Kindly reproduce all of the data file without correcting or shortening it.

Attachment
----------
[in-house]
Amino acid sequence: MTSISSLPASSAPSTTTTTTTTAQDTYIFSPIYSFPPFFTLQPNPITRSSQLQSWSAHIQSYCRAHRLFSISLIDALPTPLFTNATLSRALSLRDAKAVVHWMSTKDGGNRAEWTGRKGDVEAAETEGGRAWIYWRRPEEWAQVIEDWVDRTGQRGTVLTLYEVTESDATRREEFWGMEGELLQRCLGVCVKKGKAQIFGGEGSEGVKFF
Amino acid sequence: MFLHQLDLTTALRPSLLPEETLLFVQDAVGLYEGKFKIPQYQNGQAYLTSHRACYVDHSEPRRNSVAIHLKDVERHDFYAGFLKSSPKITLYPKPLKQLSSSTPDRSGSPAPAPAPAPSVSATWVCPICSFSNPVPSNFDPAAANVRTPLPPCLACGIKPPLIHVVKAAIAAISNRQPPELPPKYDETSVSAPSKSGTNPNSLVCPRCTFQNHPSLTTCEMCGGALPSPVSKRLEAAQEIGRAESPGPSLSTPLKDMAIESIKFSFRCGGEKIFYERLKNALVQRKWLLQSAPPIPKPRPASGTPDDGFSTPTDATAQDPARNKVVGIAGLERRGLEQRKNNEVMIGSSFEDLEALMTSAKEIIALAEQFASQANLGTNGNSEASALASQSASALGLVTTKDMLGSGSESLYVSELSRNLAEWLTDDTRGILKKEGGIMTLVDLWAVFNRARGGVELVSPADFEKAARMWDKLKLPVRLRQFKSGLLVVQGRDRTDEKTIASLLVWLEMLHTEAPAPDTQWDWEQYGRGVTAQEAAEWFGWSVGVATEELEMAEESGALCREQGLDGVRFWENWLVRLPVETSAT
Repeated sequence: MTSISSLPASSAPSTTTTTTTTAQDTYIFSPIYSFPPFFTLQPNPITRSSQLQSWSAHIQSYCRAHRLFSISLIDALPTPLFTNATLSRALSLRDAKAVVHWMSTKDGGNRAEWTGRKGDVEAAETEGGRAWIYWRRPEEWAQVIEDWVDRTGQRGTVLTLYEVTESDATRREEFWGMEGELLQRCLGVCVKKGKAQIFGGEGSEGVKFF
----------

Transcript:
[in-house]
Amino acid sequence: MTSISSLPASSAPSTTTTTTTTAQDTYIFSPIYSFPPFFTLQPNPITRSSQLQSWSAHIQSYCRAHRLFSISLIDALPTPLFTNATLSRALSLRDAKAVVHWMSTKDGGNRAEWTGRKGDVEAAETEGGRAWIYWRRPEEWAQVIEDWVDRTGQRGTVLTLYEVTESDATRREEFWGMEGELLQRCLGVCVKKGKAQIFGGEGSEGVKFF
Amino acid sequence: MFLHQLDLTTALRPSLLPEETLLFVQDAVGLYEGKFKIPQYQNGQAYLTSHRACYVDHSEPRRNSVAIHLKDVERHDFYAGFLKSSPKITLYPKPLKQLSSSTPDRSGSPAPAPAPAPSVSATWVCPICSFSNPVPSNFDPAAANVRTPLPPCLACGIKPPLIHVVKAAIAAISNRQPPELPPKYDETSVSAPSKSGTNPNSLVCPRCTFQNHPSLTTCEMCGGALPSPVSKRLEAAQEIGRAESPGPSLSTPLKDMAIESIKFSFRCGGEKIFYERLKNALVQRKWLLQSAPPIPKPRPASGTPDDGFSTPTDATAQDPARNKVVGIAGLERRGLEQRKNNEVMIGSSFEDLEALMTSAKEIIALAEQFASQANLGTNGNSEASALASQSASALGLVTTKDMLGSGSESLYVSELSRNLAEWLTDDTRGILKKEGGIMTLVDLWAVFNRARGGVELVSPADFEKAARMWDKLKLPVRLRQFKSGLLVVQGRDRTDEKTIASLLVWLEMLHTEAPAPDTQWDWEQYGRGVTAQEAAEWFGWSVGVATEELEMAEESGALCREQGLDGVRFWENWLVRLPVETSAT
Repeated sequence: MTSISSLPASSAPSTTTTTTTTAQDTYIFSPIYSFPPFFTLQPNPITRSSQLQSWSAHIQSYCRAHRLFSISLIDALPTPLFTNATLSRALSLRDAKAVVHWMSTKDGGNRAEWTGRKGDVEAAETEGGRAWIYWRRPEEWAQVIEDWVDRTGQRGTVLTLYEVTESDATRREEFWGMEGELLQRCLGVCVKKGKAQIFGGEGSEGVKFF